Friday, November 06, 2009

Book 2: Never Let Me Go

This novel went in a completely different direction than I expected to from reading the backcover.  Based on the backcover which mentioned a secluded, exclusive boarding school in England with three students and their relationship, I figured it would be about them growing up together.  And it was definitely about that, but there was so much more going on as well.
The narrator, Kathy, explains that she is a carer helping donors.  I figured I'd get an explanation as the novel progressed but basically thought that meant she was a nurse who specialized in working with organ donations and patients or a nurse that helps terminally ill patients.  She said she even was at the point where she was allowed to choose her own patients, and had lately chosen to deal mainly with people from Hailsham.  From other comments she makes and descriptions of her patients that aren't from Hailsham, I got the impression that Hailsham was a very exclusive boarding school but also seemed to refer to possibly the upper crust and a rather well to do part of society.  Ishiguro uses assumptions people would normally make about private boarding schools so that he doesn't even have to mislead the reader - my own preconceptions managed to do that for me.
However, there soon seemed to be something rather odd about this school: all the students are encouraged to be ''creative,'' making life for Tommy rather miserable since he has no artistic talent.  His inability to draw leads him to be somewhat ostracized for a while.  It made it sound like a school whose goal was to create well-rounded individuals but then there was also the issue of the gallery: their best pieces were taken away.  This actually made me wonder if this was going to go into Vonnegut territory.  Perhaps the school was part of a society where they want everyone to be well-rounded but no one to be better than anyone else.  I was wrong about that theory.  There are no red herrings in the novel, everything pulls together and makes sense but not in a way that was necessarily expected at all.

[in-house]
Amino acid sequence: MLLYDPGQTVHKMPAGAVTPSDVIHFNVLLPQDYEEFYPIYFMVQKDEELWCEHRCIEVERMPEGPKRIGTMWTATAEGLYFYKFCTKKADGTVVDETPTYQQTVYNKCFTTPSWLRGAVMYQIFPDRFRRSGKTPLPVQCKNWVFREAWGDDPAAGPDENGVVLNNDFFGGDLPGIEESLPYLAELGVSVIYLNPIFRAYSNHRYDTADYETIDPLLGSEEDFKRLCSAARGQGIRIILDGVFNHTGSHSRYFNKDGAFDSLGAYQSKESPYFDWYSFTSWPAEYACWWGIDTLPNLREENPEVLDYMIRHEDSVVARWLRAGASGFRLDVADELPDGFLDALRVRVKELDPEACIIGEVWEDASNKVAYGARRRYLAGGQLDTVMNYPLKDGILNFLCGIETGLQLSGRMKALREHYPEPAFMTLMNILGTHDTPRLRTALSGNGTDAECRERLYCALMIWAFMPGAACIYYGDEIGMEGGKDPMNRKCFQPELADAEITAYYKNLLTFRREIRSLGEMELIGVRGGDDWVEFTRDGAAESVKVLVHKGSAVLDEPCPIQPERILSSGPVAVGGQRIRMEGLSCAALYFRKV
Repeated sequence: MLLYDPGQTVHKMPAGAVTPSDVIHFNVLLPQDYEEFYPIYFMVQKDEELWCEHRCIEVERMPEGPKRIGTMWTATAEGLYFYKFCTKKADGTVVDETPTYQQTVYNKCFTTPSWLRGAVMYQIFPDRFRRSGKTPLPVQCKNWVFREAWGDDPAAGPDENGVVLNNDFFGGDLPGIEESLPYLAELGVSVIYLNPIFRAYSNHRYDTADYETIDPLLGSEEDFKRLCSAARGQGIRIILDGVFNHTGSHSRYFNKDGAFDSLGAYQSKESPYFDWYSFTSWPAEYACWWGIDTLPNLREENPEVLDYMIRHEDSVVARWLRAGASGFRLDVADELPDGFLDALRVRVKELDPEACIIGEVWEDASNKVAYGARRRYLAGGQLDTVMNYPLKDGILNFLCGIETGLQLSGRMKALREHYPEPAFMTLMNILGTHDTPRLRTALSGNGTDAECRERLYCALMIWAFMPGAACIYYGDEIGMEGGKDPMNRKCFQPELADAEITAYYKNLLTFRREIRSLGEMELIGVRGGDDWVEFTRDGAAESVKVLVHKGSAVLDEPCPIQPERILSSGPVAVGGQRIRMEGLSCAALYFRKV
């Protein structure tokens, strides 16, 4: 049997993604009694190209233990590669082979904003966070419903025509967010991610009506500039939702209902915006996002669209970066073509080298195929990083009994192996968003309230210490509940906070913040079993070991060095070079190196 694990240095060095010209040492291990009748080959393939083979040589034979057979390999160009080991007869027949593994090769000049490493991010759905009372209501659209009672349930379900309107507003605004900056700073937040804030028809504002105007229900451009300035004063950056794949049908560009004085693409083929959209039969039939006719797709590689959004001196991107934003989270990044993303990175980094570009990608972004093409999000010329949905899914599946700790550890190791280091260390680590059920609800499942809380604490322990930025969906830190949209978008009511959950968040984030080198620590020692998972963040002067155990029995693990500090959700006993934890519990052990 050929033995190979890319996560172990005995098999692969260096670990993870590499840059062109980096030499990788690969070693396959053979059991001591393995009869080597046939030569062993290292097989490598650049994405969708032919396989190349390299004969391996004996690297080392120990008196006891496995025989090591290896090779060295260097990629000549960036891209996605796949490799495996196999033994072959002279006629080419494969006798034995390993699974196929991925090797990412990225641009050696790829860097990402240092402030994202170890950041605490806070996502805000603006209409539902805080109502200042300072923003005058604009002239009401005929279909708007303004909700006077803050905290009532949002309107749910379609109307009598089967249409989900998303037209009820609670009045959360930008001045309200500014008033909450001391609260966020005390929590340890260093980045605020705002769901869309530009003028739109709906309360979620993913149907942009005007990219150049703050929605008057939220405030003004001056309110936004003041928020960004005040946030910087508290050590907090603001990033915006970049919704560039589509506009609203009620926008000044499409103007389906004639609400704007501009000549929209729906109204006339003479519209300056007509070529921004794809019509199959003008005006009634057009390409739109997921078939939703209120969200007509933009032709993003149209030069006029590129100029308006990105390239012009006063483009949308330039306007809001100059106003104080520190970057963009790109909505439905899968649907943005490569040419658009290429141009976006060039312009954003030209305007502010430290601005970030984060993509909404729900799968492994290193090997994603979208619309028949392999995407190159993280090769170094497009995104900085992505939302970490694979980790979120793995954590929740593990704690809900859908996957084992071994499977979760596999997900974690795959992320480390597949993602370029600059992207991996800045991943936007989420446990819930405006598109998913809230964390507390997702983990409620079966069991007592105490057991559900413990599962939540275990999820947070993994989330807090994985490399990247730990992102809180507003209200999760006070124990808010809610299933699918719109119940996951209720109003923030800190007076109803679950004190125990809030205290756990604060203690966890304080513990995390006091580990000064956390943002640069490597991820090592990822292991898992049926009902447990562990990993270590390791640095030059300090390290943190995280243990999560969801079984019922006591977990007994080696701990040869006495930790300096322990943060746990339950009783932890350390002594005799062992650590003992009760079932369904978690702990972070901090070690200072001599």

I'm not sure how much more I can get into it without giving away the larger twists but in addition to all that, at its heart, the novel is a story about three friends growing up together: Kathy, Ruth and Tommy.  Their relationships are very much what one might expect from a novel about boarding school but so much more complicated.  Ruth is the queen bee while Kathy is more or less her loyal follower.  Tommy matures from the teased boy to a person Kathy appreciates as honest and warm.  The novel explores their relationship while also taking a look at something much larger involving ethics.  It kept me reading because I wanted to know what would happen next and yet I would also describe it as rather peaceful despite the turns it takes.

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